Mental health services have always been the poor relation to physical health services in the NHS and they have been chronically underfunded and understaffed. Recent commitments to improving mental health services, including providing more funding, have had little impact on front-line care and the system remains in crisis.
The involvement of private companies is longstanding, both in the provision of in-patient care and in the area of counselling and the treatment of addiction. Recent issues have focused on the poor quality of in-patient care provided by private companies, including The Huntercombe Group and Cygnet Healthcare.
The scope of mental health services is broad and they are provided by NHS England, CCGs and local councils.
There are two aspects to the privatisation of mental health services:
- Contracts with non-NHS organisations, including private companies, community interest companies and charities, and
- Difficulties accessing NHS care pushing people to go private - rationing.
Over the past three years the NHS Support Federation has monitored contract activity in mental health via the publication of contract awards on two databases. However, contract awards are often not published, so any figures for the value of awards is an under-estimate.
According to this data, in the most recent year 2017/18, contract awards to provide mental health services were valued at £947 million, and non-NHS organisations were awarded 65% of these valued at £611 million.
The size and type of contract used for mental health services varies across areas. In some areas, framework contracts are in place, these list a number of providers which can be contacted by the CCGs in the area seeking providers of mental health services, such as inpatient beds. Many local councils also have framework agreements for the provision of substance misuse services, one of the main areas covered by the council's responsibilities for public health.
For example in 2016, CCGs in Sussex awarded a framework contract entitled - Specialist Inpatient Adult Mental Health Services and Specialist Inpatient and Treatment for Adults with a Learning Disability - to a number of organisations, including Cygnet Healthcare, Partnerships in Care, The Priory Group, St Andrews Healthcare, the Huntercombe Group, plus a number of NHS trusts. This framework agreement was worth £27 million over three years.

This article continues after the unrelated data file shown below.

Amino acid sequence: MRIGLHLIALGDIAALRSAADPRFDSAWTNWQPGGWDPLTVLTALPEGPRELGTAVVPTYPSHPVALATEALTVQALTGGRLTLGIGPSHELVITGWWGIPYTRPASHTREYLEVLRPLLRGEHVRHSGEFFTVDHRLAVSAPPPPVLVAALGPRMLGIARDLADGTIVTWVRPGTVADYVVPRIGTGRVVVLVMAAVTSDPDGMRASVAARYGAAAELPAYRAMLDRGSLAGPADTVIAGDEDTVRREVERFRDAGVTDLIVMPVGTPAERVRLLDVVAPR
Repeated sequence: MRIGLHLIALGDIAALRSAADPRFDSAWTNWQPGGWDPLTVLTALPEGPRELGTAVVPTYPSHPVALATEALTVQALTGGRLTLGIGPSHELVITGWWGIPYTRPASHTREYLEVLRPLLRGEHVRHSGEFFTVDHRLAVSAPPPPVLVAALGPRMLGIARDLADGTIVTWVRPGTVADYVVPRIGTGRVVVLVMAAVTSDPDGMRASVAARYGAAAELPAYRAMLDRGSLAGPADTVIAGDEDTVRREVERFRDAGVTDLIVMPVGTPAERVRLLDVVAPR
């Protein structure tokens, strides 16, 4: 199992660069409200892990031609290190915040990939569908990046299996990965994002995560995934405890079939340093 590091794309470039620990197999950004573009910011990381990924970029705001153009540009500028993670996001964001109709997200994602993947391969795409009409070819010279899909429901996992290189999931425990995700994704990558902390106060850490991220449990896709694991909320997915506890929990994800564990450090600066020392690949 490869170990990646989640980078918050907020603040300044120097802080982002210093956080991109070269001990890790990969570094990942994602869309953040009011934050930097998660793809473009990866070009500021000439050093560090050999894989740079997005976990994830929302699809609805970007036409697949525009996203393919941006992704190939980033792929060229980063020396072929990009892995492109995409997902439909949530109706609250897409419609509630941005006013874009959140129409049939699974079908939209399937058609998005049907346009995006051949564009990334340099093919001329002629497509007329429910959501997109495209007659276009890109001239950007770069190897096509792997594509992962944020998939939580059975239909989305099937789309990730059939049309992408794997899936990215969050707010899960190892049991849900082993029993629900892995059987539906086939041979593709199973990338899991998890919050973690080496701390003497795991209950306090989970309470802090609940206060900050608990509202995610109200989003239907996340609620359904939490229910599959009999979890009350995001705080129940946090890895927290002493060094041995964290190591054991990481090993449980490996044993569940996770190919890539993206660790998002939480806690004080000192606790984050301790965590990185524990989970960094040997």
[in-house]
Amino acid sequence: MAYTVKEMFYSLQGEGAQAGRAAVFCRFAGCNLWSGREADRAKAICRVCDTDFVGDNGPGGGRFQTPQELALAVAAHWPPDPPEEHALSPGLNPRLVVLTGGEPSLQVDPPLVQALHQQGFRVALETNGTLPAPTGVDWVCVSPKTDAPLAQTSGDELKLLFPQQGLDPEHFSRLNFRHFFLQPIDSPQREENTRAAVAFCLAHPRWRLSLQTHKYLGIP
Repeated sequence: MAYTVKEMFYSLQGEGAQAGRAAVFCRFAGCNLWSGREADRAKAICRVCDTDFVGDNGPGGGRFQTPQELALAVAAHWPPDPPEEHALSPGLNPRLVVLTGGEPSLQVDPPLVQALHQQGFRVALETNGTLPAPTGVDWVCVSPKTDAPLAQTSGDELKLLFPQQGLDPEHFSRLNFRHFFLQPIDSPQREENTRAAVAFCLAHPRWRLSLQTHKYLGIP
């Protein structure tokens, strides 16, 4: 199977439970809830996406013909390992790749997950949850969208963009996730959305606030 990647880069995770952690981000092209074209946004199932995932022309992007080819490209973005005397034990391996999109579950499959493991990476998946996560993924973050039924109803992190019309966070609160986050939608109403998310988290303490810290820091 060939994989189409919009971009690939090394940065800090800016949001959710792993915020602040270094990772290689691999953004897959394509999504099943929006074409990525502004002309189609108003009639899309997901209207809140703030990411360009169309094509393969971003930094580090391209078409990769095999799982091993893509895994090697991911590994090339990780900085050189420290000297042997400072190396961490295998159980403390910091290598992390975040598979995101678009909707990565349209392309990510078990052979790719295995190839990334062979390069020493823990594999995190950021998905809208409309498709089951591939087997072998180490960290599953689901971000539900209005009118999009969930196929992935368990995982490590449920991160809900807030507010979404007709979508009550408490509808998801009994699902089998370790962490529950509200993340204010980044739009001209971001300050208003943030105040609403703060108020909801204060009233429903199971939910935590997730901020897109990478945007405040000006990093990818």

In other areas, individual CCGs and councils have contracts with a number of organisations. In 2018 for example, Greater Huddersfield CCGs reports several mental health-related contracts, including ones with The Priory Group, Thomas Owen Care Ltd, Cygnet Healthcare Ltd and WomenCentre. The local council Kirklees Council reports that it has contracts with six organisations (all charity or not-for-profit) for mental health services.
Historically, mental health services have been underfunded and not given the same priority as physical health services. In recent years there have been a number of commitments to changing the status of mental health services, including providing more funding. However, it is clear that much of the promised extra money has not made its way to the front line, nor has the funding matched the increase in demand. Mental health services are experiencing a shortage of specialist nurses and psychiatrists and a shortage of suitable buildings.
A recent July 2018 report by the Association of Child Psychotherapists, noted that there is a “serious and worsening crisis” in the service. This report is just the latest in a long line of reports highlighting the crisis in the services.
One major result of years and years of underfunding and increasing demand is that accessing mental health services is becoming harder and harder. The services are associated with long waiting times for appointments, particularly in the area of children and adolescent services. Waits of as long as 18 months have been reported. It has also been reported that the threshold for receiving treatment has increased, with people having to be suicidal before they are referred for treatment. Over a quarter (26%) of referrals to specialist children’s mental health services were rejected in 2018-2019 according to a report published by the Education Policy Institute in early 2020.
Despite referrals by GPs judging that special care was needed, an estimated 133,000 children were denied care by mental health providers in 2019 for not being suitable for treatment, or because their conditions did not meet the eligibility criteria. The tightening of the criteria was confirmed by A Pulse survey in late 2019 of 935 GPs in which nearly 30% said the rules governing referrals to adolescent mental health services (CAMHS) had become stricter in the past year.
It is no wonder then that more and more people are turning to the private sector for the treatment of mental health conditions.
In a survey by the mental health charity Stem4 published in December 2019, 43% of UK family doctors said they told parents whose children were struggling with anxiety, depression, self-harm or eating disorders to seek treatment privately.
For years, private companies have made a profit from treating people with addictions, but cuts to NHS services mean that this area is seeing major growth. In August 2018, the US-based multinational corporation Eli Global invested in UK Addiction Treatment Centres (Ukat), which runs seven treatment facilities in England and is the largest private addiction treatment firm in the UK by patient volume. Ukat has reported unprecedented demand for treatment.